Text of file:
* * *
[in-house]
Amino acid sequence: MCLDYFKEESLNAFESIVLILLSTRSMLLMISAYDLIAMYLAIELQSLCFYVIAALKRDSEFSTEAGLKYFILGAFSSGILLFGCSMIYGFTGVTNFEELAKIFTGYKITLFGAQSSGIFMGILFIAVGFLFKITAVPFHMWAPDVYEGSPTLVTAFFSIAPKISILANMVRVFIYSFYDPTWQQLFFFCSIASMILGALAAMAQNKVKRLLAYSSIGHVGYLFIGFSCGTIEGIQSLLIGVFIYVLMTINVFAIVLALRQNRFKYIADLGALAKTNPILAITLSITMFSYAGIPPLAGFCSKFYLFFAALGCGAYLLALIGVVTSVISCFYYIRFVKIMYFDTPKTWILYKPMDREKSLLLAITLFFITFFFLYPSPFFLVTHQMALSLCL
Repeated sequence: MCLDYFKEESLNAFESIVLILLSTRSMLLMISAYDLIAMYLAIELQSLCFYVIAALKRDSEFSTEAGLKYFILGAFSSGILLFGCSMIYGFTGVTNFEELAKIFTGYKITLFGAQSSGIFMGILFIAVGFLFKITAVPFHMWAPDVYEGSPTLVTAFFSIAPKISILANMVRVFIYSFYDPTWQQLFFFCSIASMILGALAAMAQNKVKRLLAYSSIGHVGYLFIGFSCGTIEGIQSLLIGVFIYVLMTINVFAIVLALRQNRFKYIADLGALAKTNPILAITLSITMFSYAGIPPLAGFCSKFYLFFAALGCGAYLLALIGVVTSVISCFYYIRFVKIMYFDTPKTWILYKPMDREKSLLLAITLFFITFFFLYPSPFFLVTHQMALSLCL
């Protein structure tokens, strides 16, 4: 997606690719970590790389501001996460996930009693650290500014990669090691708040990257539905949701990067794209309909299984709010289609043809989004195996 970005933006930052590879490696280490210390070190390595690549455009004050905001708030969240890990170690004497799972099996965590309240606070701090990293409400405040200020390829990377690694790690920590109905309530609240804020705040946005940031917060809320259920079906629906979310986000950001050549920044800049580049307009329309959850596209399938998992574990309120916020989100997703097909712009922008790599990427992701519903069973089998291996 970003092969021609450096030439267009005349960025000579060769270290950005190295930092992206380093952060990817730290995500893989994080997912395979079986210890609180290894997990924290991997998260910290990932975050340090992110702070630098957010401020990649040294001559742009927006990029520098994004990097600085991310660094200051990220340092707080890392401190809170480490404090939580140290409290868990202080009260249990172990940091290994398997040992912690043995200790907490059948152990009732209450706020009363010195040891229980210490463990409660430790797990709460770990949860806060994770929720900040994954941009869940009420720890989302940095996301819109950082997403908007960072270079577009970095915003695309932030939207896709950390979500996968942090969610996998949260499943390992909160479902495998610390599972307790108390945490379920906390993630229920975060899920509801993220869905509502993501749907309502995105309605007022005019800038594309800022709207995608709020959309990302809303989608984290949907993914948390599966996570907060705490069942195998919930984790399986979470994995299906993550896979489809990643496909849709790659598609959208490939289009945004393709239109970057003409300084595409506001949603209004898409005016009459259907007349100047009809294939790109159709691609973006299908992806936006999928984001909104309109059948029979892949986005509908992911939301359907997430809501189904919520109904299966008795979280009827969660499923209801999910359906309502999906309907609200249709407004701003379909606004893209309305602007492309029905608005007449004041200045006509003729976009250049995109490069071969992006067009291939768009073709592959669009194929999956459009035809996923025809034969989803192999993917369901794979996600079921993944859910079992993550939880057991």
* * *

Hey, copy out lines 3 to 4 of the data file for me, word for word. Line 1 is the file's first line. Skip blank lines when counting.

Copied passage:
Repeated sequence: MCLDYFKEESLNAFESIVLILLSTRSMLLMISAYDLIAMYLAIELQSLCFYVIAALKRDSEFSTEAGLKYFILGAFSSGILLFGCSMIYGFTGVTNFEELAKIFTGYKITLFGAQSSGIFMGILFIAVGFLFKITAVPFHMWAPDVYEGSPTLVTAFFSIAPKISILANMVRVFIYSFYDPTWQQLFFFCSIASMILGALAAMAQNKVKRLLAYSSIGHVGYLFIGFSCGTIEGIQSLLIGVFIYVLMTINVFAIVLALRQNRFKYIADLGALAKTNPILAITLSITMFSYAGIPPLAGFCSKFYLFFAALGCGAYLLALIGVVTSVISCFYYIRFVKIMYFDTPKTWILYKPMDREKSLLLAITLFFITFFFLYPSPFFLVTHQMALSLCL
């Protein structure tokens, strides 16, 4: 997606690719970590790389501001996460996930009693650290500014990669090691708040990257539905949701990067794209309909299984709010289609043809989004195996 970005933006930052590879490696280490210390070190390595690549455009004050905001708030969240890990170690004497799972099996965590309240606070701090990293409400405040200020390829990377690694790690920590109905309530609240804020705040946005940031917060809320259920079906629906979310986000950001050549920044800049580049307009329309959850596209399938998992574990309120916020989100997703097909712009922008790599990427992701519903069973089998291996 970003092969021609450096030439267009005349960025000579060769270290950005190295930092992206380093952060990817730290995500893989994080997912395979079986210890609180290894997990924290991997998260910290990932975050340090992110702070630098957010401020990649040294001559742009927006990029520098994004990097600085991310660094200051990220340092707080890392401190809170480490404090939580140290409290868990202080009260249990172990940091290994398997040992912690043995200790907490059948152990009732209450706020009363010195040891229980210490463990409660430790797990709460770990949860806060994770929720900040994954941009869940009420720890989302940095996301819109950082997403908007960072270079577009970095915003695309932030939207896709950390979500996968942090969610996998949260499943390992909160479902495998610390599972307790108390945490379920906390993630229920975060899920509801993220869905509502993501749907309502995105309605007022005019800038594309800022709207995608709020959309990302809303989608984290949907993914948390599966996570907060705490069942195998919930984790399986979470994995299906993550896979489809990643496909849709790659598609959208490939289009945004393709239109970057003409300084595409506001949603209004898409005016009459259907007349100047009809294939790109159709691609973006299908992806936006999928984001909104309109059948029979892949986005509908992911939301359907997430809501189904919520109904299966008795979280009827969660499923209801999910359906309502999906309907609200249709407004701003379909606004893209309305602007492309029905608005007449004041200045006509003729976009250049995109490069071969992006067009291939768009073709592959669009194929999956459009035809996923025809034969989803192999993917369901794979996600079921993944859910079992993550939880057991």